Regulation Triple-X, the ruling that mandates how much cash reserve insurance companies must keep against their term life portfolios, has insurance carriers seeking reserve relief in the securitization market. At least two such transactions are seen funding before the year is through.
"Securitization has emerged as an important tool for managing various aspects of the insurance business," said Scott Willkomm, president of Scottish Re Group Ltd., during a panel discussion at Standard & Poor's conference dedicated to new assets in held last wee New York. "The funding of noneconomic reserves from the capital markets is the most important element."
Scottish Re has completed one $200 million transaction funded through an HSBC Securities conduit, and is working on another longer-term transaction with another firm, Willkomm said.
The much maligned regulation Triple-X took effect in January 2000, and has since resulted in a substantial increase in gross statutory reserve requirements for insurance underwriters. Meanwhile, the calculated economic reserves - based on what companies are actually experiencing in mortality rates - continue to decline. This is due largely to the fact that statutory reserves are figured using mortality rates on policies issued prior to 1970.
"[Regulators] are concerned about underreserving, and so they use a conservative mortality table that doesn't recognize that mortality rates have declined significantly," said analyst S&P's James Doona. "The statutory reserves according to this table are roughly three times what the economics would suggest, so the statutory reserves and economic reserves are out of whack."
Furthermore, life insurance companies have created their own underwriting classes - such as superpreferred nonsmoker as opposed to select nonsmoker - that are not accounted for in the statutory constructions. Thus, the disparity between the economic and statutory reserves grows ever wider, creating a substantial reserve redundancy and putting pressure on the price of insurance products, ratings analysts maintain.
The conventional solution has been to reinsure the excess mortality represented by that difference, or to secure a letter of credit from a bank. However, as banks are unwilling to extend letters of credit beyond one year, there is a mismatch for polices that can extend as far as 30 years. "If you use a letter of credit that expires in one year, the mismatch subjects you to price risk," S&P's Doona said. "The [industry wide] shortfall for letters of credit is somewhere in the vicinity of $100 billion, and could grow to be as large as $140 billion."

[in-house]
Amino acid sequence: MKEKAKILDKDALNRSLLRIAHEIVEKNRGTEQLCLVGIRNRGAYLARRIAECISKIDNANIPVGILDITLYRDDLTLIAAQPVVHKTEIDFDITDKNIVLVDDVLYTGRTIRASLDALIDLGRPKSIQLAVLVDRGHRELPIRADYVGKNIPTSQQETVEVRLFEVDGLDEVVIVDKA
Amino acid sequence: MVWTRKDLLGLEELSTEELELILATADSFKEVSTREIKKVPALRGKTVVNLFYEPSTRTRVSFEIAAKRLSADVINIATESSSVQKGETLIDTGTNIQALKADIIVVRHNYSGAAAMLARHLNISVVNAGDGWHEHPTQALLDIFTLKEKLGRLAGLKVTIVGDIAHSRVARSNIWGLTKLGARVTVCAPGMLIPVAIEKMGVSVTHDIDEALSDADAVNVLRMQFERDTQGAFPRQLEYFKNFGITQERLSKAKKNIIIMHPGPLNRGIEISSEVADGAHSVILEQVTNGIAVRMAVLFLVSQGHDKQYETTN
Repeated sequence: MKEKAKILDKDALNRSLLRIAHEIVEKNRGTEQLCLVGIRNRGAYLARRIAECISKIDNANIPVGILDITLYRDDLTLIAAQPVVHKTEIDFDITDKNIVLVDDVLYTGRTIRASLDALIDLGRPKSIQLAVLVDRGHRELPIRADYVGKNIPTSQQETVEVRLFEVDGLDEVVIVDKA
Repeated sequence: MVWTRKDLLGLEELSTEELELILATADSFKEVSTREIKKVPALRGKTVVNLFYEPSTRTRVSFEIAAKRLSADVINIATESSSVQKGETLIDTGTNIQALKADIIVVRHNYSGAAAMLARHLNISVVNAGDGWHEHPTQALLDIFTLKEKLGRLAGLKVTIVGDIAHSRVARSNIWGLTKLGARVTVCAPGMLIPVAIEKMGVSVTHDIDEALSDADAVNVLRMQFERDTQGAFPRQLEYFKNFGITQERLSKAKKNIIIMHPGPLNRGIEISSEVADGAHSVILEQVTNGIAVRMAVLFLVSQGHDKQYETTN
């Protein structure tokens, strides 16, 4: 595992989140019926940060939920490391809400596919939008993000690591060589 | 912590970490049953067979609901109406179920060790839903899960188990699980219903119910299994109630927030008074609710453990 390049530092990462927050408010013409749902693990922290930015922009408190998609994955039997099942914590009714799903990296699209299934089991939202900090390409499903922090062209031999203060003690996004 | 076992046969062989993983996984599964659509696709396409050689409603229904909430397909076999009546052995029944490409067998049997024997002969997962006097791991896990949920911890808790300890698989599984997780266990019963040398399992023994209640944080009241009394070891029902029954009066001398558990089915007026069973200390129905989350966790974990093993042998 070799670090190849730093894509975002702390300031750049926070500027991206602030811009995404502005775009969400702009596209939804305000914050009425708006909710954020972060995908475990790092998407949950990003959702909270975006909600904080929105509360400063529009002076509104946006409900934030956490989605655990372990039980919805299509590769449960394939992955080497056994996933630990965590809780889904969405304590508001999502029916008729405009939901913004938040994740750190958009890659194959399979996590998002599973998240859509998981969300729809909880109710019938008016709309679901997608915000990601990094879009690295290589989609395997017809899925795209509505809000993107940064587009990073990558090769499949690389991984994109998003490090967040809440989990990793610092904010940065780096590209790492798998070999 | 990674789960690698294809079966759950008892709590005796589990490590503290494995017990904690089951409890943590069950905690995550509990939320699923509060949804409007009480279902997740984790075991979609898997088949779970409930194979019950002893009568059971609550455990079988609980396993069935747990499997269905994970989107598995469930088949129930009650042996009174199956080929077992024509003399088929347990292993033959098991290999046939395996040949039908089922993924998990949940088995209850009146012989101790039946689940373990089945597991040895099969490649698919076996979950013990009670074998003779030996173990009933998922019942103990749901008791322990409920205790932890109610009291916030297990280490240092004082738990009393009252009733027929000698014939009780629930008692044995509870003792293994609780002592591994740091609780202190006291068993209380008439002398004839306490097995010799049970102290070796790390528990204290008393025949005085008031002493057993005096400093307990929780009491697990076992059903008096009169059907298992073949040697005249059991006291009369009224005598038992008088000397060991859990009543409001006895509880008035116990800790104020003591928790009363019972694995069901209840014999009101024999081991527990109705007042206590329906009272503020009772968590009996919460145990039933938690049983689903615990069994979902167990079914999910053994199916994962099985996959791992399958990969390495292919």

Moreover, capacity on letters of credit is constrained by banks seeking to limit their overall exposure to the insurance sector, Doona added. Securitization is one of the most attractive alternatives, industry sources said. The blueprint structure has insurance companies setting up a special purpose reinsurance company and entering into a reinsurance agreement with that company to hedge the excess mortality.
"The special purpose company issues notes to the capital markets and hold, the proceeds in a Regulation 114 trust, and those notes underlie the reinsurance agreement. Investors earn Libor plus a spread, and the spread is the premium being paid for the reinsurance," Doona explained.
So far, the River Lake transaction from First Colony, a GE Financial Company, is the only such public transaction to date. That transaction is essentially a long-term vehicle being funded through the short-term market. The special purpose reinsurance company issues a note to a money market trust, and that trust then issues money market securities to the public. Investors see the 28-day Dutch auction securities, Doona said.
While the mortality table is in the process of being updated, most in the industry do not think the remodeling will be sufficient to alleviate the reserve stress on insurance carriers. The new table is based on data from 1990 to 1995 with projected improvements to 2001, according to a S&P report.
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